Although it does take dedicated, conscious effort to build a following and be successful, twitter is an invaluable tool when it comes to social media marketing. Whether an individual is marketing themselves or a business is growing their consumer base, twitter is at the forefront of the movement.
As I continue to be interested in writing and plan to pursue a career that involves social media, twitter is essential for me to master.
I will continue to post regularly on the app, and don’t worry, I can promise that the angsty, “deep” tweets are done with for good.
Follow me on twitter: @steph_coates8
This is important.
Essena O’Neill, a social media “celebrity”, has more than half a million followers on Instagram, 200,000 on YouTube and Tumblr, and 60,000 on Snapchat. Despite these impressive numbers, she is quitting social media for good. The 18-year-old Australian has come to terms with her “perfect life” (as portrayed on social media) and is now taking a stand against the destructive ideals social media encourages.
Here is a great article by TIME illustrating her decision.
In this day and age, we put so much emphasis on validation and approval from others, especially through social media…I’m definitely guilty of it.
We stalk and obsess over popular instagrammers who seem to have perfect lives – beautiful faces, fit bodies, stylish clothes, amazing adventures, the list goes on.
We make it our goal to be like them. We strive to find happiness and fulfillment through the number of likes, views and followers we receive.
Social media has turned into a platform where we too often compete for likes and followers, and base our self-worth on how many people find our lifestyles cool and appearances attractive.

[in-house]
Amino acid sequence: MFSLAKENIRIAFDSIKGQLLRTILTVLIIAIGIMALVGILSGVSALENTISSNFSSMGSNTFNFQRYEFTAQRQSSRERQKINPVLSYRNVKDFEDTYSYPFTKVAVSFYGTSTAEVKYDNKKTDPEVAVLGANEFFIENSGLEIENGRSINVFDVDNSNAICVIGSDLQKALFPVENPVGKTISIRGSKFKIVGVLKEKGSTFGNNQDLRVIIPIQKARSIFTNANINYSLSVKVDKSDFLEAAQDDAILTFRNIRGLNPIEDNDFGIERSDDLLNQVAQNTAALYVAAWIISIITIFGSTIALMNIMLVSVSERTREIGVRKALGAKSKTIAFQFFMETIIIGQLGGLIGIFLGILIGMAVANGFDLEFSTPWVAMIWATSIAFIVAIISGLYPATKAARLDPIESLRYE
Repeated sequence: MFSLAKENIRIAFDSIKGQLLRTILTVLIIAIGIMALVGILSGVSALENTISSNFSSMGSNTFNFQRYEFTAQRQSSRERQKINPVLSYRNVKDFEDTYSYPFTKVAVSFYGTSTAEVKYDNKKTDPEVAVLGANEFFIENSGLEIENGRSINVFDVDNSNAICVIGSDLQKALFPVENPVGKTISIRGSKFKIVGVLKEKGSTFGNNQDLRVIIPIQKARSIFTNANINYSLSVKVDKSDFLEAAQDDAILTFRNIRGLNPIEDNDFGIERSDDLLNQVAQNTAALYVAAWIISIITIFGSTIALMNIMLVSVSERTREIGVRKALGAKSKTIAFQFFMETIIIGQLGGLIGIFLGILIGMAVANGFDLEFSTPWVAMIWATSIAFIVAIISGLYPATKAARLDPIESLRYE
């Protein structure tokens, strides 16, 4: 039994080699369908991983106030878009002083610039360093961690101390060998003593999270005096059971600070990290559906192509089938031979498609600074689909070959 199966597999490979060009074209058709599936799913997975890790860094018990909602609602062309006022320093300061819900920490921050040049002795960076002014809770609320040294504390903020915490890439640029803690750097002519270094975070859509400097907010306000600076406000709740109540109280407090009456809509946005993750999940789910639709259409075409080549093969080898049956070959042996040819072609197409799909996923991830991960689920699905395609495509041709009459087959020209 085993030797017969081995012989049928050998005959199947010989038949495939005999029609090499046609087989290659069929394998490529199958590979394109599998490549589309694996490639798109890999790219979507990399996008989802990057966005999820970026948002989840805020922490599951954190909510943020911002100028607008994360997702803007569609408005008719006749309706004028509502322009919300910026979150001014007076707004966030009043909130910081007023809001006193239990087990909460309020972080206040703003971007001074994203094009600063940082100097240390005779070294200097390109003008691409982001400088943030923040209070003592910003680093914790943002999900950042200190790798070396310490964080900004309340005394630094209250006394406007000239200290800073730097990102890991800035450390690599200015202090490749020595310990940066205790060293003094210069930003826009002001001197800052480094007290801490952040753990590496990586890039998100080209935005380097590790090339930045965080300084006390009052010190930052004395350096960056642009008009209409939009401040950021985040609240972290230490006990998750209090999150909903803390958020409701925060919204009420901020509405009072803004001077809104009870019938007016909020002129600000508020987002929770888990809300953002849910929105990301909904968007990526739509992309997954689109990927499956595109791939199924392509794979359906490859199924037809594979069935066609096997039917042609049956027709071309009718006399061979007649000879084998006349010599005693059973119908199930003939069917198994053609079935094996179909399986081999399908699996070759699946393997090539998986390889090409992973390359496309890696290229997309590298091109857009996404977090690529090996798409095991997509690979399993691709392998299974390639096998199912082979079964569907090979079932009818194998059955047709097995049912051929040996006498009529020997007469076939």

Why are we looking up to and admiring those whose success is merely based on how they look? There are far more admirable qualities to possess than just being pretty or sexy.
We should seek happiness and fulfillment through real human interaction, connection and praise, among other things, rather than through the screen of a smartphone and the logistics of an app.
Enjoy life’s moments. Stop worrying about documenting every single exciting moment of your life on camera so you can post it on facebook, snapchat, Instagram, or whatever social media outlet to validate your worth and prove something (prove what, exactly?) to those around you.
There are men and women making real, effective changes in today’s world. They are the ones who should be leading by example.
All of that being said, having lots of followers on social media isn’t necessarily a bad thing. If you’re promoting or advocating for what you love, post significant, meaningful content, and are using social media to actually make a positive impact, then that’s awesome. Keep it up.
I applaud this girl for stepping back and looking at the big picture. I remember coming across her Instagram a few months back and feeling envious of her seemingly flawless appearance and luxurious lifestyle. It’s sobering to see that social media “fame” isn’t all that it’s made out to be, and can easily turn into an avenue of self-destruction.
National Parks are amazing. One of these summers, I plan to do an extended road trip and visit eight of my favorite ones while living out of a van for two or three months.
Above is an interactive map with my itinerary.
I’ll choose the latter.
However, as a financially-inept college student, most would assume that traveling is not in my post-graduation itinerary.
It would be logical for me to take my journalism degree, move to a big city, and begin working for some type of news or marketing agency. I would get the job, get an apartment, adopt a cat, and begin to plant my roots in one place.
As exciting as this seems, it just isn’t the case.
My plans for my 20’s include moving to new places and taking up new experiences as often as my heart desires. This could mean teaching in Thailand for six months, taking part in a sailboat expedition on the South American coast for a year, working on a cruise ship in the Caribbean for some time, the list goes on. Settling down this young sounds boring and, well, awful.
Now that the ideology has been established……………………HOW?
Don’t fret, my friends.